Understanding NCAA Basketball Odds Online
College basketball betting is one of the most popular forms of sports betting
within the United States, particularly when football concludes after the Super Bowl.
However, with great popularity still comes great challenges. Due to the nature of the sport, college basketball is one of the most challenging sports to wager on in the world of sports betting.
Basketball is a game that has many peaks and valleys where teams will seemingly score at will for long stretches or do the complete opposite.
However, just because the sport has its share of challenges, that doesn’t mean you can’t be profitable when you wager on college basketball.
Once you are able to navigate through the myriad of ways you are able to bet on this amazing sport, you should begin to see vastly more success as a bettor.
With 350 schools playing anywhere from 25-35 games a season, conference tournaments, the NCAA Tournament and consolation tournaments like the NIT and CBI – the opportunity to bet on college football from November to March is enormous.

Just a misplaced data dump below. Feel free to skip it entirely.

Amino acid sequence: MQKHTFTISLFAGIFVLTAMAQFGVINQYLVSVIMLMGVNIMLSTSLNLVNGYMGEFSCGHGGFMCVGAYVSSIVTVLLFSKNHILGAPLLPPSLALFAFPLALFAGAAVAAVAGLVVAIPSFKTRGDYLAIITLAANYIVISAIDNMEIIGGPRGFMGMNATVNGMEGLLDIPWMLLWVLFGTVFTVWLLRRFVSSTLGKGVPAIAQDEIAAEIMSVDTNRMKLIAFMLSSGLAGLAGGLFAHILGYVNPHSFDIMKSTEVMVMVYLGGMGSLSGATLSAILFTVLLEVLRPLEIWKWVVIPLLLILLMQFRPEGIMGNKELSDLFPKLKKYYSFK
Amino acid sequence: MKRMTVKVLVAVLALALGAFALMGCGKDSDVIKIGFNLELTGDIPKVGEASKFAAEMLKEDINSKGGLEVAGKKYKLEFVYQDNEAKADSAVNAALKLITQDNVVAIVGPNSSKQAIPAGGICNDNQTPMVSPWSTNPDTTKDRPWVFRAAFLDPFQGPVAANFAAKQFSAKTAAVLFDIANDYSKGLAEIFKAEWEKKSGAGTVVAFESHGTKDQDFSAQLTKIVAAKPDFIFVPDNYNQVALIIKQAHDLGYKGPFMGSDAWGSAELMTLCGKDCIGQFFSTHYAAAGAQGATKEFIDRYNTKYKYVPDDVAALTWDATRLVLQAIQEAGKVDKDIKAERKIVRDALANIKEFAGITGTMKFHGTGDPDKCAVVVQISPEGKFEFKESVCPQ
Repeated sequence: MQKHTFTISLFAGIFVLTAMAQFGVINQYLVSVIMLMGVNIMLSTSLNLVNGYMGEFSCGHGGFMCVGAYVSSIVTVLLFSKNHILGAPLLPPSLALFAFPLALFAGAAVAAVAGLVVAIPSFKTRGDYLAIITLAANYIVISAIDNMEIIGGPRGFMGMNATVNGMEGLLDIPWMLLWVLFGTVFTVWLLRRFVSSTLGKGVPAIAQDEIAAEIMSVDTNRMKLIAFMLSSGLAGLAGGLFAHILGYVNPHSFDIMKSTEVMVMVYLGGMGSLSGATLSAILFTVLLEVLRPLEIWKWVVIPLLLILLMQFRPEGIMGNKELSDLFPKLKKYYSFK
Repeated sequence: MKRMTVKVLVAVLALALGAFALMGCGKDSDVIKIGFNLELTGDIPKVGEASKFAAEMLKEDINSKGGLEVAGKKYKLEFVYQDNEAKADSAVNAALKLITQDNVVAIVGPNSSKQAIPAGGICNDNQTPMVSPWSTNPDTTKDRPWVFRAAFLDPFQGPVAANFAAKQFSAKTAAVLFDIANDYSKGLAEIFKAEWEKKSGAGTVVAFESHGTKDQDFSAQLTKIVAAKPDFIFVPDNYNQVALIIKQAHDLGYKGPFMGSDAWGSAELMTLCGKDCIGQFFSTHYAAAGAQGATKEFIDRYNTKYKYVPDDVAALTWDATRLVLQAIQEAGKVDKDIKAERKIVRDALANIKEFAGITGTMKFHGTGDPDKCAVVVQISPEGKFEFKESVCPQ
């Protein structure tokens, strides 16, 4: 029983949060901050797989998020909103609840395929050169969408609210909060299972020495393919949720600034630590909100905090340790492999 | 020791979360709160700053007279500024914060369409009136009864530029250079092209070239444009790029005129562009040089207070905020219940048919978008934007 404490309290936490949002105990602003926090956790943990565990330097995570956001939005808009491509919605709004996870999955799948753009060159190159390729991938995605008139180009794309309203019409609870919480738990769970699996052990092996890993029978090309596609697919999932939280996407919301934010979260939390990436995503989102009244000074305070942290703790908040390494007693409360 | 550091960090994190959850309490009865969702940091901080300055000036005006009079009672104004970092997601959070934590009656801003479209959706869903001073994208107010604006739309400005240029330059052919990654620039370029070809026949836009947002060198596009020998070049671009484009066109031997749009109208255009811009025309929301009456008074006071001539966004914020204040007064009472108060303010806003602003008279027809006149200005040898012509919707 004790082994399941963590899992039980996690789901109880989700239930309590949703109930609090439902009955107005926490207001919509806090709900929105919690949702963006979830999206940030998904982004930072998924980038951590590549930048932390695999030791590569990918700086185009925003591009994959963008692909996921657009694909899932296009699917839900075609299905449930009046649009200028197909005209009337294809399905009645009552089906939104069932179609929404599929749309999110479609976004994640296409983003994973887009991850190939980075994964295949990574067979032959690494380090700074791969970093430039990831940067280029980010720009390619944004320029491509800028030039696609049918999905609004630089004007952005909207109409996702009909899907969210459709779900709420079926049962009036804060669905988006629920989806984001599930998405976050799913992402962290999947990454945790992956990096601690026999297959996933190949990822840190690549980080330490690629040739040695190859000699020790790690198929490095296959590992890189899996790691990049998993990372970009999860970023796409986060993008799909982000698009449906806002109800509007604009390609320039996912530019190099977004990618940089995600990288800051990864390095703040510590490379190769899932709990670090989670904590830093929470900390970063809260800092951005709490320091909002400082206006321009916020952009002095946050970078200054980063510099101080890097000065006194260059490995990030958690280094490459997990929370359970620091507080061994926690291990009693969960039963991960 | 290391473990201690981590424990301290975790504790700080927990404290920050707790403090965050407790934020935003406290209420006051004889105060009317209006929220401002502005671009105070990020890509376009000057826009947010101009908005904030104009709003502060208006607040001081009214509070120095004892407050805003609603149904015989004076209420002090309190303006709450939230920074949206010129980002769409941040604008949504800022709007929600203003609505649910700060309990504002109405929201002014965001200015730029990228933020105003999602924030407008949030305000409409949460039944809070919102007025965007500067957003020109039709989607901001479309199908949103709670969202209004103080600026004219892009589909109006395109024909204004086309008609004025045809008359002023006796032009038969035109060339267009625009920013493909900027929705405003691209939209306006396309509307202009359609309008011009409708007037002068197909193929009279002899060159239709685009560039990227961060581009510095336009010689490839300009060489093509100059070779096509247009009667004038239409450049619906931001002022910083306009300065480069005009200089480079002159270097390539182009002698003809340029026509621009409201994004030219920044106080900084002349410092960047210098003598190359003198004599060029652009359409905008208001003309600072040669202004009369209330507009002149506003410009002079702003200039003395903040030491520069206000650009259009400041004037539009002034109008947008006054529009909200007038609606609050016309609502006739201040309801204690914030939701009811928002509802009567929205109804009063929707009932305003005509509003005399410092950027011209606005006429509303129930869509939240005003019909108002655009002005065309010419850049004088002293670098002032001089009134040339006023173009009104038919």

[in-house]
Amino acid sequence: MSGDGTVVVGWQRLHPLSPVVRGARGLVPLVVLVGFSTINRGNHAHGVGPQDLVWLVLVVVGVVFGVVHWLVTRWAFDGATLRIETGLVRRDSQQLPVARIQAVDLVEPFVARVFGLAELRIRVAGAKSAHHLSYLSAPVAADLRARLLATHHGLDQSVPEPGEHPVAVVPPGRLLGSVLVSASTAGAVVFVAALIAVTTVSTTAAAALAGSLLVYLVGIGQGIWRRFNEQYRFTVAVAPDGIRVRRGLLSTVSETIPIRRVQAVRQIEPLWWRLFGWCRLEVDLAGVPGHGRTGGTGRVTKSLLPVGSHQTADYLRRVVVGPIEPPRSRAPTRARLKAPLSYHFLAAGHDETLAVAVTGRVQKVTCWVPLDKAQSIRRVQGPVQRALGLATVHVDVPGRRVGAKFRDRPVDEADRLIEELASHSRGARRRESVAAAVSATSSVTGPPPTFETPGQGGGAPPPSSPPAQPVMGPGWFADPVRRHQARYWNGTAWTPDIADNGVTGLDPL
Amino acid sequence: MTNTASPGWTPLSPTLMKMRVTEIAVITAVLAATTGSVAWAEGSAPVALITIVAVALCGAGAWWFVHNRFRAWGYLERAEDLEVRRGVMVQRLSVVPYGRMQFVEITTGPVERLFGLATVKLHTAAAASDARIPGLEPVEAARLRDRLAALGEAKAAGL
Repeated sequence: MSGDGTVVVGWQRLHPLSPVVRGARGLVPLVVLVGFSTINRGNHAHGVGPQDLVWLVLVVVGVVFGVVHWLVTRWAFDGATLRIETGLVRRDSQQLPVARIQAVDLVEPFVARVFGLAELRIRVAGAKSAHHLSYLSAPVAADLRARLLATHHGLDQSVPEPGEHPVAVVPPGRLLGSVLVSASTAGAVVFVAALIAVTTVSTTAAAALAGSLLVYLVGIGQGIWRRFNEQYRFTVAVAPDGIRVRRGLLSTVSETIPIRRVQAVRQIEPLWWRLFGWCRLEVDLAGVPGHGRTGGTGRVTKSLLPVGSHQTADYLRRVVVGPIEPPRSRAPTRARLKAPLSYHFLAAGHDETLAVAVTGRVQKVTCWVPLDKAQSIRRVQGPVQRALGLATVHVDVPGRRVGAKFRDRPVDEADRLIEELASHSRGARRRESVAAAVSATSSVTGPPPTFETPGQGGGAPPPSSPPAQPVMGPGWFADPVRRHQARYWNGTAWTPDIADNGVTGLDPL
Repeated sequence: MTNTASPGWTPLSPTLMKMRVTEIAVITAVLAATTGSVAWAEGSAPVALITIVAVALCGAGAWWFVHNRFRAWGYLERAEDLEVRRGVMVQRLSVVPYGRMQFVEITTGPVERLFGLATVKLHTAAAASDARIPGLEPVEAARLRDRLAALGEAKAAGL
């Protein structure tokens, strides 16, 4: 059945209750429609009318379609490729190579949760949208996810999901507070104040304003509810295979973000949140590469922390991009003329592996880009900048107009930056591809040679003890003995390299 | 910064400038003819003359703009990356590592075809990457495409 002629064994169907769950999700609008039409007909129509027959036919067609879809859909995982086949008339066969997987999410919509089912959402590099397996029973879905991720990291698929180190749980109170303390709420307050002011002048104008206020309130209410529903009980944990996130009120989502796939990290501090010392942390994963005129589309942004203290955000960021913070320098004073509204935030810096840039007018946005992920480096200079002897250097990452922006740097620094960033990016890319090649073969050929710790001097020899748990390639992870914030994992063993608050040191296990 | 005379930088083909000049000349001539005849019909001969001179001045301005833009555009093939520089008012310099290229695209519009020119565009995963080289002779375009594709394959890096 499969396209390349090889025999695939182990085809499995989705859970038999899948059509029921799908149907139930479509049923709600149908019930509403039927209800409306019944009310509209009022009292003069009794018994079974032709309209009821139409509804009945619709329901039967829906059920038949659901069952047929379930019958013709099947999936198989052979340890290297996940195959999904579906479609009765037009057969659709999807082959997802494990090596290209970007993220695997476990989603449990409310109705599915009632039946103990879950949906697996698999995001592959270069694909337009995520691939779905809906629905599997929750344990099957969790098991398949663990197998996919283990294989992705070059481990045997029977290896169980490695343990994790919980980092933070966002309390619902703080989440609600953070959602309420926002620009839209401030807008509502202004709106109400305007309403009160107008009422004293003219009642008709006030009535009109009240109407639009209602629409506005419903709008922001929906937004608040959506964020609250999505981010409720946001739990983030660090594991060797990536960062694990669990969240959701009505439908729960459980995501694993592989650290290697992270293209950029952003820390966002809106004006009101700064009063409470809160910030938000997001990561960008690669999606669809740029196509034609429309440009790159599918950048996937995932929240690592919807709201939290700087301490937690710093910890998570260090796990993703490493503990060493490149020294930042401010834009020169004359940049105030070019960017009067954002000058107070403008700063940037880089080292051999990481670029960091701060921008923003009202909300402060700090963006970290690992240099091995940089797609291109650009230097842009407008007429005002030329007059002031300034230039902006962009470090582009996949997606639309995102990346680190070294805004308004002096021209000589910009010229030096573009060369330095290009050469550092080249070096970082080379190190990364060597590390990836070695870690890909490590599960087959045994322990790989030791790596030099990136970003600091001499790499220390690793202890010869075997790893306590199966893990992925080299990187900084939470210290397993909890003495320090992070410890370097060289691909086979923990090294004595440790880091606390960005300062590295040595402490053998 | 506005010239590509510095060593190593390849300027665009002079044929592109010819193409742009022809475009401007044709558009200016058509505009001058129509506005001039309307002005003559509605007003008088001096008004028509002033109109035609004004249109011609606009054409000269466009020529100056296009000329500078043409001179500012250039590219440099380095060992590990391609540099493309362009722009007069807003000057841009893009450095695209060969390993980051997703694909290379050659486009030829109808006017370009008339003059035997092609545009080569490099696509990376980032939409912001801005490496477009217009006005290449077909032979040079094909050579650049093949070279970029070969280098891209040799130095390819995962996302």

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Point spreads purpose in sports betting is to “equalize” a given matchup to allow for a more realistic means to make a game a virtual coin flip.
As is the case in any sport, college basketball will frequently have matchups between two schools with a noticeably large talent discrepancy.
In professional basketball, the talent discrepancy typically isn’t big enough to have a large double-digit point spread (i.e over 15 points), but in college basketball point spreads of 15 points or more are extremely common.
Sportsbooks and oddsmakers alike quickly realized that when a dominant college basketball team was facing off against a team with vastly inferior talent that a simple win-loss proposition would leave them running out of money quicker than a Toys R Us store in the suburbs.
Thus the point spread was born.
A point spread gives a reason for any given bettor to risk money on either side.